Simon Schama, professor of art history and history at Columbia University, New York, admitted to feeling "sheepish" at the launch earlier this month of his ambitious BBC television series, A History of Britain. The author of scholarly works such as The Embarrassment of Riches (1987), on the Dutch golden age, and Citizens (1989), on the French revolution, Schama is nevertheless no British history specialist. So to prepare himself for his 16-part series, which begins next Wednesday, he says he "became an undergraduate again".
Born in London in 1945, Schama spent his early years in southeast Essex - in an aside in the first episode of A History of Britain, he describes the area he grew up in as "just a crab's scuttle away" from Bradwell on the Blackwater estuary. Both sets of (Jewish) grandparents were refugees from persecution, in Turkey and Lithuania; his father, a Dickens and Shakespeare-loving textile trader, was an East Ender active in the opposition to Oswald Mosley in the 1930s.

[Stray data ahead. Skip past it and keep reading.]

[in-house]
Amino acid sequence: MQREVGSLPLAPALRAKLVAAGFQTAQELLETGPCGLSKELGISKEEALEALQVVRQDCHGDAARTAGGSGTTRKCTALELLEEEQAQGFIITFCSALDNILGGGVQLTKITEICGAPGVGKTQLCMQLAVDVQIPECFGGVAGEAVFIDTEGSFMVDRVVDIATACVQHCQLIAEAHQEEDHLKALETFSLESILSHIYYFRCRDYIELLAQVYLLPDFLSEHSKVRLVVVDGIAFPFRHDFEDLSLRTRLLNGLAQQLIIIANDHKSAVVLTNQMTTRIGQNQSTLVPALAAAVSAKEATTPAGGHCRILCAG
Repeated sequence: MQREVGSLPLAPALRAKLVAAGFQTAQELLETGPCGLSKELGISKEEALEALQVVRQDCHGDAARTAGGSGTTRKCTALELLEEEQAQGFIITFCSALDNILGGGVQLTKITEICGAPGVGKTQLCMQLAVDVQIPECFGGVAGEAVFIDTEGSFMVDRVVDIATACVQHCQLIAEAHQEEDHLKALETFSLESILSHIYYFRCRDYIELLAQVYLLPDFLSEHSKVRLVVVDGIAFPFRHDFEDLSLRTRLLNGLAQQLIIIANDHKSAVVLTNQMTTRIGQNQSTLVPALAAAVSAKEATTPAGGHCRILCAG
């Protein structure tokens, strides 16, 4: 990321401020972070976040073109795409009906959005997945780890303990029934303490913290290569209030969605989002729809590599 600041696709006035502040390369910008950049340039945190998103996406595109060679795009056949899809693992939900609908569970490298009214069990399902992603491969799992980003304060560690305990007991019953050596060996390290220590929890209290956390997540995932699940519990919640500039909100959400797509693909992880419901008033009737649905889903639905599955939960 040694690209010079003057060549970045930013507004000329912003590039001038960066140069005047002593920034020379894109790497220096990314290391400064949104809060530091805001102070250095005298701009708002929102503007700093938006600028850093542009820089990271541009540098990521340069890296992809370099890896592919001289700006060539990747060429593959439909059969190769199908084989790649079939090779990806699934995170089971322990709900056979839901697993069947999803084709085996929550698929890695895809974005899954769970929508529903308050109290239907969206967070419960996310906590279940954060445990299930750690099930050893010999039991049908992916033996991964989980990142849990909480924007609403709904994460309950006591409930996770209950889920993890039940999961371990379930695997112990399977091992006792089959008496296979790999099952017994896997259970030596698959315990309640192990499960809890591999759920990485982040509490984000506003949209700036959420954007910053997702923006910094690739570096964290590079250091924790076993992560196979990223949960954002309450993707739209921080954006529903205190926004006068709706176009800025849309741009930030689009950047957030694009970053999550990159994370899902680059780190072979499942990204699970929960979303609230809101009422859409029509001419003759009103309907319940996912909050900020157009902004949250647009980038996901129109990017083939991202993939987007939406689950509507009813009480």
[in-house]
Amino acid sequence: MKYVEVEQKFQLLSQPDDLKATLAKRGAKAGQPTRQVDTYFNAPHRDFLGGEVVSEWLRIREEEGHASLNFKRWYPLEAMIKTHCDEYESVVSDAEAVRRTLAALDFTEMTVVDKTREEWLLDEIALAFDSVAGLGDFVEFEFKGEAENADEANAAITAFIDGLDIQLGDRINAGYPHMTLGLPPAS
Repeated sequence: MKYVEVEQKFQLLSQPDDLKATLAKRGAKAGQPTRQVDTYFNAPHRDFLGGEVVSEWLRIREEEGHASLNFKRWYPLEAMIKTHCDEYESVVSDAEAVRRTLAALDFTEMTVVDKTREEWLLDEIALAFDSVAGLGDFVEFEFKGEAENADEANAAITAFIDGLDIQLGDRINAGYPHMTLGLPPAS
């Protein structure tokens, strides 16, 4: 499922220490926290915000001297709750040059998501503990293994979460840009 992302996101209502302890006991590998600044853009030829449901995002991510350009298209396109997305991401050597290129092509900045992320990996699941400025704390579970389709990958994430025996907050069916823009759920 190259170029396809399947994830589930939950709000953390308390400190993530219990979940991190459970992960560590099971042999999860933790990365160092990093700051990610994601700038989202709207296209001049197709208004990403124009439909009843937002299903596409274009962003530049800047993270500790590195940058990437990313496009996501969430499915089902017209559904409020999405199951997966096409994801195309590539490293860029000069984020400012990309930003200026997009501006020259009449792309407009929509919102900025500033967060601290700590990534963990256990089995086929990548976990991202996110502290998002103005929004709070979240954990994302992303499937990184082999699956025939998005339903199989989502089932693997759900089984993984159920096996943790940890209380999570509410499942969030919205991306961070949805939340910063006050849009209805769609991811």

After attending Haberdashers' Aske's school in north London, Schama won a scholarship to Christ's College, Cambridge, where the influential historian J. H. Plumb was his tutor and where he became a fellow after being awarded a starred first. From there he went on to Brasenose College, Oxford, before crossing the Atlantic in 1980 for a professorship at Harvard University.
In 1983, Schama married the American geneticist Virginia Papaioannou. Ten years later, he gave up Harvard to follow her to Columbia University. When not working for the BBC - his Landscape and Memory was the basis for a BBC2 series in 1995 - he shares an upstate New York home with Papaioannou and their two teenage children.
Despite leaving the Boston area, Schama is still a keen follower of Red Sox baseball; other interests, according to Who's Who, include gardening and Brazilian music.